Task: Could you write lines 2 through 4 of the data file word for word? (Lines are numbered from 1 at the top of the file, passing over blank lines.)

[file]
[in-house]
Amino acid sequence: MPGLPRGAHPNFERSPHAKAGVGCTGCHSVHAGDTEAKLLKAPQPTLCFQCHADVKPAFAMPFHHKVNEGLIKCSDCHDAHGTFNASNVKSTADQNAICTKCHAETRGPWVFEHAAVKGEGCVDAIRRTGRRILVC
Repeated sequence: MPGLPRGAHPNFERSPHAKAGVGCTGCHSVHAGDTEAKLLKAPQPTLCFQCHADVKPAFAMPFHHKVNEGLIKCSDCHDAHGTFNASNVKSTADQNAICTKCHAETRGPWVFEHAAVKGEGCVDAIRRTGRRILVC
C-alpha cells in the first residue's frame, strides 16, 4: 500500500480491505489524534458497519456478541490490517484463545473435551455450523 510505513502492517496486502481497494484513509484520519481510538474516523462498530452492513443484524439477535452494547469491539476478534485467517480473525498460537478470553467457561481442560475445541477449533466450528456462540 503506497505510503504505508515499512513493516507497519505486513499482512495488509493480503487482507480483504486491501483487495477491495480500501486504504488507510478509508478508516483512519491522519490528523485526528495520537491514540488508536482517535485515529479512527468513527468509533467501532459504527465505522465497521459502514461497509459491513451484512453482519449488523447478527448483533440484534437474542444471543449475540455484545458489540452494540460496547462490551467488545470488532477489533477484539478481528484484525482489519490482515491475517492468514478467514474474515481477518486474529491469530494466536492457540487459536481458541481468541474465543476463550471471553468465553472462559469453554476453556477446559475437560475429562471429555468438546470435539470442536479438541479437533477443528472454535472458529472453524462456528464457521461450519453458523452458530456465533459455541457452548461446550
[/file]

Amino acid sequence: MPGLPRGAHPNFERSPHAKAGVGCTGCHSVHAGDTEAKLLKAPQPTLCFQCHADVKPAFAMPFHHKVNEGLIKCSDCHDAHGTFNASNVKSTADQNAICTKCHAETRGPWVFEHAAVKGEGCVDAIRRTGRRILVC
Repeated sequence: MPGLPRGAHPNFERSPHAKAGVGCTGCHSVHAGDTEAKLLKAPQPTLCFQCHADVKPAFAMPFHHKVNEGLIKCSDCHDAHGTFNASNVKSTADQNAICTKCHAETRGPWVFEHAAVKGEGCVDAIRRTGRRILVC
C-alpha cells in the first residue's frame, strides 16, 4: 500500500480491505489524534458497519456478541490490517484463545473435551455450523 510505513502492517496486502481497494484513509484520519481510538474516523462498530452492513443484524439477535452494547469491539476478534485467517480473525498460537478470553467457561481442560475445541477449533466450528456462540 503506497505510503504505508515499512513493516507497519505486513499482512495488509493480503487482507480483504486491501483487495477491495480500501486504504488507510478509508478508516483512519491522519490528523485526528495520537491514540488508536482517535485515529479512527468513527468509533467501532459504527465505522465497521459502514461497509459491513451484512453482519449488523447478527448483533440484534437474542444471543449475540455484545458489540452494540460496547462490551467488545470488532477489533477484539478481528484484525482489519490482515491475517492468514478467514474474515481477518486474529491469530494466536492457540487459536481458541481468541474465543476463550471471553468465553472462559469453554476453556477446559475437560475429562471429555468438546470435539470442536479438541479437533477443528472454535472458529472453524462456528464457521461450519453458523452458530456465533459455541457452548461446550